Brooks BBQ

For nearly 3 years now, every time I drive or walk around my hometown OTR, less and less of what matters there smiles back at me. Even Pleasant Street, which wasn’t super pleasant before it changed, used to do that. I find myself wandering down side streets I’d taken for granted for decades, thinking they could carry the weight of a near two centuries existence; reminding me of why I call it my hometown. But that sense of place (genius-loci) in OTR is harder to find but in smaller and smaller pockets. I can find it in some of the buildings…the architecture that got it all going in the first place. However, even the buildings are getting too many face-lifts; like a faded movie star and it’s pretty sad.

What stuns me visually and affects the genius-loci, are the sullen and wrought faces of a new population I don’t know where to put on my mental OTR map.  The faces grip their bags, a leash, a phone…headed toward what looks like it must be the summit meet of a lifetime. Whooshing past any long-time resident (you can tell who they are, you just can)…carrying a visible mandate requiring anyone to step aside of their stride.

I’m in OTR frequently; I used to live there. I drop a family member to work at SCPA. I meet fellow writers, on Main only, thank you, we have family parties at MOTR Pub, shop  at Findlay Market.  And for the last 2 years, I’m out of breath with my inhales, as I try to assimilate the rapid changes and disappearance of much of what was held sacred in this neighborhood for generations; and I know I sound like Pete Hamill and his New York.

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Very important people tell us: “Redevelopment is good for the economy, it’s essential to the prosperity of our city. The buildings in OTR were decaying and they needed help.” Okay, sure…I get it. But why help in the form of a double-wheeled, gentrification steamroller?  I’ve studied too much urban-planning via the school of William H.  Whyte to buy into this fast, and touted by some, as the only highway to coolville. I know entrepreneurship is good for a city’s soul. OTR has sustained itself with working for a living a long time; initially organic in its growth and sustainability, now a more ominous and over-directed presence does the work.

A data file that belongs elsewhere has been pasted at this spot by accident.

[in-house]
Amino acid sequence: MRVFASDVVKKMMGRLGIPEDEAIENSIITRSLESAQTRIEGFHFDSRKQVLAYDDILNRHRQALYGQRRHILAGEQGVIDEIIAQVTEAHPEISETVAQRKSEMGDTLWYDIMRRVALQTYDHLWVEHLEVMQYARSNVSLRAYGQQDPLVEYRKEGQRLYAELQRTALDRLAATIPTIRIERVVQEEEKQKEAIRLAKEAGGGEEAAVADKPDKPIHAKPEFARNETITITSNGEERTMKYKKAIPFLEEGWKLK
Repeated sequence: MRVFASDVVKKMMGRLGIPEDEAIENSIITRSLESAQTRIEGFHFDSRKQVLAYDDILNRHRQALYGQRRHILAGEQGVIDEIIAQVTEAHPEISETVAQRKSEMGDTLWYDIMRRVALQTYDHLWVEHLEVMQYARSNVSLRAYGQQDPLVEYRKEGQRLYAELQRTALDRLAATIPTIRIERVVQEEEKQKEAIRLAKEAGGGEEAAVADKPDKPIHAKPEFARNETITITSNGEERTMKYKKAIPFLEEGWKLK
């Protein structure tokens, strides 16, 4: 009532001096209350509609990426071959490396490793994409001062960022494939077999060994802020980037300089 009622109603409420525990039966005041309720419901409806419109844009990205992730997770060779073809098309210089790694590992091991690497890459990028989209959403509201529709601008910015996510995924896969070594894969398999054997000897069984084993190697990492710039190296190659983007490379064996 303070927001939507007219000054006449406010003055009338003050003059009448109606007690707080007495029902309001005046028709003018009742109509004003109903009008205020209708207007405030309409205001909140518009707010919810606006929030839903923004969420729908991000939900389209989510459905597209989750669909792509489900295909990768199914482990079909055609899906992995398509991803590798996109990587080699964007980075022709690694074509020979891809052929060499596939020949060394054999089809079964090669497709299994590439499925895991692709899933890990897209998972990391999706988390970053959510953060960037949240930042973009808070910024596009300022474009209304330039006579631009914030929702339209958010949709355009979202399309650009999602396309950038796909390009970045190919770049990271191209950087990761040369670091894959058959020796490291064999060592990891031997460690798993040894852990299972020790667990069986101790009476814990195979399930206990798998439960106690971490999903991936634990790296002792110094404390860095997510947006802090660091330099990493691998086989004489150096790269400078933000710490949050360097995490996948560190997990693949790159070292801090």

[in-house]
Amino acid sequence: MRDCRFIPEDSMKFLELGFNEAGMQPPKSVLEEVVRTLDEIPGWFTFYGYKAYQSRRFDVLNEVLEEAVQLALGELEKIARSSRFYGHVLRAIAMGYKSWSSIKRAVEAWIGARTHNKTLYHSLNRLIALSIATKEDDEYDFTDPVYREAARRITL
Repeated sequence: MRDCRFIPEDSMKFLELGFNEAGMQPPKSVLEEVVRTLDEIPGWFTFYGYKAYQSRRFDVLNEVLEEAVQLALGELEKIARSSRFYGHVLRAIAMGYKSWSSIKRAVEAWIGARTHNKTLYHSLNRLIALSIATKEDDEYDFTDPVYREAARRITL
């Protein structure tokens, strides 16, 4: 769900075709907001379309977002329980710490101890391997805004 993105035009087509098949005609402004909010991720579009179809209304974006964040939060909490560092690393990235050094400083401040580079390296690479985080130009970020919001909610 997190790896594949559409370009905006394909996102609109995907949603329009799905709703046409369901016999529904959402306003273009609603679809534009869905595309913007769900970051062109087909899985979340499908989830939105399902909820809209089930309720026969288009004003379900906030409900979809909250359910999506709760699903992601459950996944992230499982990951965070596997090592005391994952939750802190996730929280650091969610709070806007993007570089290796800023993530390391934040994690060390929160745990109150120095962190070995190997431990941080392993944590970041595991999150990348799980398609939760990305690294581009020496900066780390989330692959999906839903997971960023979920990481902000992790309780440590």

Sunday I drove through OTR on my way back from Covington. Like any other day down here, I noted the newbie dog-walkers picking up the poop. Groups of white people strolling only  up to a couple of buildings above 14th & Vine, then they stop timidly short.  I head north on Elm Street……and see Towne Properties has draped weather-proofing nearly an entire block over intrepid chain-link; they’ve bulldozed 1/2 block to construct another shiny surface. I glance down 15th Street toward Central where a friend Cedric lived until recently; his entire building of coolest ever Cincinnati artists had to vacate; the owner has money-stars in his eyes.

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Driving up Elm Street toward Liberty, and just when I couldn’t keep taking all the change in one more time, anymore; I spot what I call the real signs of spring in OTR…There’s a sidewalk barbecue, you know the kind, the real deal. I get out of my car. In front of a small market,  James Brooks sets up his grill, and offers the best from  Findlay Market. I ask James if I may take a photo. He’s hesitant…but he let’s me take photos of his helper and the good grill. James tells me “Even if they keep moving me up the street, I’ll just keep moving.”   James says he’s been living in OTR most of his life.  He points out that a guy he knows across the street has bought a house and fixed it up, and another one down the street. He has hope for the inevitable not to be inevitable.

James eventually excuses himself saying, “I have to get back to the natural order of things here.”  I look down the block from the green store-front to the massive wall of redevelopment encroaching up Elm. All I can see is one more vivid contrast between that which is and that which is soon to be. There is no place in-between for my eyes or imagination.  But I think James might see more. I hope James Brooks finds a crack in the sidewalk as big as a city block, so he can fill it with all the barbecue he can grill.       I surely do.